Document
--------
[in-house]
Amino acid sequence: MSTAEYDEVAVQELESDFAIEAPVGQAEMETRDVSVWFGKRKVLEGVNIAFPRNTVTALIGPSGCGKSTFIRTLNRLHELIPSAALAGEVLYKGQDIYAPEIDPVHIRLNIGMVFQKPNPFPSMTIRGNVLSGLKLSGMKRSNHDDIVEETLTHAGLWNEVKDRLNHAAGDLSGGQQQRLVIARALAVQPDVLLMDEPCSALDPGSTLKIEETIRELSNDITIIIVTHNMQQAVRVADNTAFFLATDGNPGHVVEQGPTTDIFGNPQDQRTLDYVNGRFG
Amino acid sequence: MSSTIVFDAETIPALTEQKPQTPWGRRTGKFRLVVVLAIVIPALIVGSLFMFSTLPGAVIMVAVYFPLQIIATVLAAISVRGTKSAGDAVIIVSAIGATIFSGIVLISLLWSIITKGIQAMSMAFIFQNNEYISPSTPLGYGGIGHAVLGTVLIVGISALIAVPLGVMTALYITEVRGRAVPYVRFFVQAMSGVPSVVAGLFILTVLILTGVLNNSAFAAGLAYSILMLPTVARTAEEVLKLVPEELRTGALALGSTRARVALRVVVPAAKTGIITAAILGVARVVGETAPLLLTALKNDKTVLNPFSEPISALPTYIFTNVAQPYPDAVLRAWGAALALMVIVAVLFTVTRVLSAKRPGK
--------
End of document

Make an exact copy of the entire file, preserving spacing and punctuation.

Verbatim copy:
[in-house]
Amino acid sequence: MSTAEYDEVAVQELESDFAIEAPVGQAEMETRDVSVWFGKRKVLEGVNIAFPRNTVTALIGPSGCGKSTFIRTLNRLHELIPSAALAGEVLYKGQDIYAPEIDPVHIRLNIGMVFQKPNPFPSMTIRGNVLSGLKLSGMKRSNHDDIVEETLTHAGLWNEVKDRLNHAAGDLSGGQQQRLVIARALAVQPDVLLMDEPCSALDPGSTLKIEETIRELSNDITIIIVTHNMQQAVRVADNTAFFLATDGNPGHVVEQGPTTDIFGNPQDQRTLDYVNGRFG
Amino acid sequence: MSSTIVFDAETIPALTEQKPQTPWGRRTGKFRLVVVLAIVIPALIVGSLFMFSTLPGAVIMVAVYFPLQIIATVLAAISVRGTKSAGDAVIIVSAIGATIFSGIVLISLLWSIITKGIQAMSMAFIFQNNEYISPSTPLGYGGIGHAVLGTVLIVGISALIAVPLGVMTALYITEVRGRAVPYVRFFVQAMSGVPSVVAGLFILTVLILTGVLNNSAFAAGLAYSILMLPTVARTAEEVLKLVPEELRTGALALGSTRARVALRVVVPAAKTGIITAAILGVARVVGETAPLLLTALKNDKTVLNPFSEPISALPTYIFTNVAQPYPDAVLRAWGAALALMVIVAVLFTVTRVLSAKRPGK